The Ark-La-Miss Fruit and Vegetable Growers Conference and Trade Show will take place at the President Casino, Broadwater Towers Hotel from Feb. 6 through 8. Topics to be covered include establishment of farmers' markets and other marketing issues, irrigation and fertility, and food safety.
By Bethany Waldrop Keiper
MISSISSIPPI STATE -- A couple's wedding day can give them high spirits, but receptions that include distilled spirits can cause headaches in ways many couples may not expect.
An alcohol-free reception can ensure that a wedding is memorable for the right reasons.
By Bethany Waldrop Keiper
MISSISSIPPI STATE -- Many newlyweds find themselves going from happy couple to heavy couple within the first few years of marriage.
Excess post-wedding pounds are as notorious as the freshman 15, and often more difficult to lose. Pre-wedding diets may have an effect on post-wedding weight in some cases, said Rebecca Kelly, human nutrition specialist and registered dietitian with Mississippi State University's Extension Service.
MISSISSIPPI STATE -- People who provide child care in their homes can learn how to improve their business and provide a higher quality environment for the children through a free, educational program entering its second year in the state.
Mississippi State University's Extension Service offers the Nurturing Homes Initiative for family home child-care providers in Mississippi. The Mississippi Department of Human Services' Office for Children and Youth funds the project.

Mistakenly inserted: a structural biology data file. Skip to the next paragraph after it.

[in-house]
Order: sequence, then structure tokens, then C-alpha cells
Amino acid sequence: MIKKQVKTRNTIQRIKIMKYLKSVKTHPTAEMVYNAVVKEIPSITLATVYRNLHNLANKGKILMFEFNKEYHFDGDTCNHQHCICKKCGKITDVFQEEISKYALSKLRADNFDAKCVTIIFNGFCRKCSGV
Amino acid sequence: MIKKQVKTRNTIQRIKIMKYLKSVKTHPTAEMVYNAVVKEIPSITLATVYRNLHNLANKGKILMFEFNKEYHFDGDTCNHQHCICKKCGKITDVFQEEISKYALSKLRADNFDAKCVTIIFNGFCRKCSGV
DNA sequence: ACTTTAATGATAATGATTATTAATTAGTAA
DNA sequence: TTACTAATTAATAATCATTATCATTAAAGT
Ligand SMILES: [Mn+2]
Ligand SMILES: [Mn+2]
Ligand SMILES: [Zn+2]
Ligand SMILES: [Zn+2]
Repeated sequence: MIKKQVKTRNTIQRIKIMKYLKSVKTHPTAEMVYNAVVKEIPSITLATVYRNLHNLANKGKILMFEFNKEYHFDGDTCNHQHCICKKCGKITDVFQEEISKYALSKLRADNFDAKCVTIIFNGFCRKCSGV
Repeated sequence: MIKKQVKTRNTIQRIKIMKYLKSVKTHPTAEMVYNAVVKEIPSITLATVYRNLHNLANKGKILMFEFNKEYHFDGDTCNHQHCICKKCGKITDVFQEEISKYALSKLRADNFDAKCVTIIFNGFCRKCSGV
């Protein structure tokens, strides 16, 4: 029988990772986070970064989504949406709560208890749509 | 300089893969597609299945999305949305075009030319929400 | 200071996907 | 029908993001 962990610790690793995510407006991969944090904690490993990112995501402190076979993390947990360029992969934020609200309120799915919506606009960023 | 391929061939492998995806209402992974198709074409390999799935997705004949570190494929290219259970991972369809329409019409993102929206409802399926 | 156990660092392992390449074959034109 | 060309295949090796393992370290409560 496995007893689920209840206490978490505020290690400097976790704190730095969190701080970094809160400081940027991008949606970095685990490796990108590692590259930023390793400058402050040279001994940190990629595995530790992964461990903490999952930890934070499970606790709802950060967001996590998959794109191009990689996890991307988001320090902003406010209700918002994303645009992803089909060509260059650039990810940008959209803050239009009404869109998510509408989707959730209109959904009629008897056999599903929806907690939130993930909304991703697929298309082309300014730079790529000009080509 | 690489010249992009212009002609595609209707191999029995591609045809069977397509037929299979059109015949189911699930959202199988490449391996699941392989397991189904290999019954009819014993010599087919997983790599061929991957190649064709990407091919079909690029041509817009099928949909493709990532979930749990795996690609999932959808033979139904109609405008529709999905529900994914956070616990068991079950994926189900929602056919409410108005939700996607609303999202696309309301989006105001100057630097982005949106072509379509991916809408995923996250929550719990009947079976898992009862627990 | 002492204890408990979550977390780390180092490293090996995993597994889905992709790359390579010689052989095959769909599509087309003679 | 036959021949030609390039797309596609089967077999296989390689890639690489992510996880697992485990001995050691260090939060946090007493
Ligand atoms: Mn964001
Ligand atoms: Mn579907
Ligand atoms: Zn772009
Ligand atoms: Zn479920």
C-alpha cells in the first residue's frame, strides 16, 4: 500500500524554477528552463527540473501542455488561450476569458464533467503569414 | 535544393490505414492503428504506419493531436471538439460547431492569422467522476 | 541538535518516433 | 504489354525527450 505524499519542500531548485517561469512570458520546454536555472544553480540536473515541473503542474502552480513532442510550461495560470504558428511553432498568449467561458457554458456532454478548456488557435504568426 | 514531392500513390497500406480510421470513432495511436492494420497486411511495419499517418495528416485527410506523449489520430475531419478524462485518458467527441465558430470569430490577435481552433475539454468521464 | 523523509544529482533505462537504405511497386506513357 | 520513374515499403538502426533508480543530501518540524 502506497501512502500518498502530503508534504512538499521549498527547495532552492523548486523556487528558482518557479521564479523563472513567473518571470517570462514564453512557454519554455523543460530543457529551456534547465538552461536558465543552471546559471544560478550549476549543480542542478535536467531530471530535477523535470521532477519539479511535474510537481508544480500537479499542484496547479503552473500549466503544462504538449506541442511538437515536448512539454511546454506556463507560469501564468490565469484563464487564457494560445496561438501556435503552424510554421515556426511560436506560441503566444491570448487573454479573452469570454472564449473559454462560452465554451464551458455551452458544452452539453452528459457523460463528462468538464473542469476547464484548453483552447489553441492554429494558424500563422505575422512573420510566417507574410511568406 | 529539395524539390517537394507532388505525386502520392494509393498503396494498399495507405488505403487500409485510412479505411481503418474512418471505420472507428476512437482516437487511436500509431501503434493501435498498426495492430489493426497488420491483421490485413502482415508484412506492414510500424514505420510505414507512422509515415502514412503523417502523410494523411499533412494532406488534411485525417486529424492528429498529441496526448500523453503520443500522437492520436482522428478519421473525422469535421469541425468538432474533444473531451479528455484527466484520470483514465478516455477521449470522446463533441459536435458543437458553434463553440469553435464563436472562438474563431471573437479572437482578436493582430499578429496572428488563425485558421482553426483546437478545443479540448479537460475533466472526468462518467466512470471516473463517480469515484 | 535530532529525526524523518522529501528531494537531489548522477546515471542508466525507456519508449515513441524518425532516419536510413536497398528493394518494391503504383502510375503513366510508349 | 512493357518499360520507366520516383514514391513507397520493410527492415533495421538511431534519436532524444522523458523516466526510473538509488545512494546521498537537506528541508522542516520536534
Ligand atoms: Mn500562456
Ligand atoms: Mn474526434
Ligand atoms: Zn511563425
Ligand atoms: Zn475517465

MISSISSIPPI STATE -- Volunteer 4-H leaders across Mississippi will gather in late February to celebrate 100 years of 4-H, an organization dedicated to the improvement of youth.
The annual 4-H Volunteer Leaders Conference will be held Feb. 22 to 24 at Wesley Pines Conference, Retreat and Camping Center in Gallman. The conference drew 190 volunteers last year, and organizers hope to have at least one from each county this year. The theme is "Celebrating 100 Years and Counting."
MISSISSIPPI STATE -- Children who don't get moving, start life heavy and tend to become sedentary, overweight adults.
Childhood is a time of boundless energy that gives kids the ability to eat practically all they want and still stay slim. But when that energy is channeled into video games or suppressed by television viewing, children gain weight as easily as adults.
Kids need regular activity to form good habits of exercise they can carry the rest of their lives. Youthful inactivity leads to unhealthy weight gain and hurts future health.
MISSISSIPPI STATE -- Many children don't want to wait until they are older to join in the fun to be had on off-road vehicles, but safety experts urge them to be cautious when they do.
With the proper training and protective gear, youth can drive more safely on properly-sized vehicles such as four-wheelers, but Choctaw County agent Dannie Reed said he sees many unsafe riders.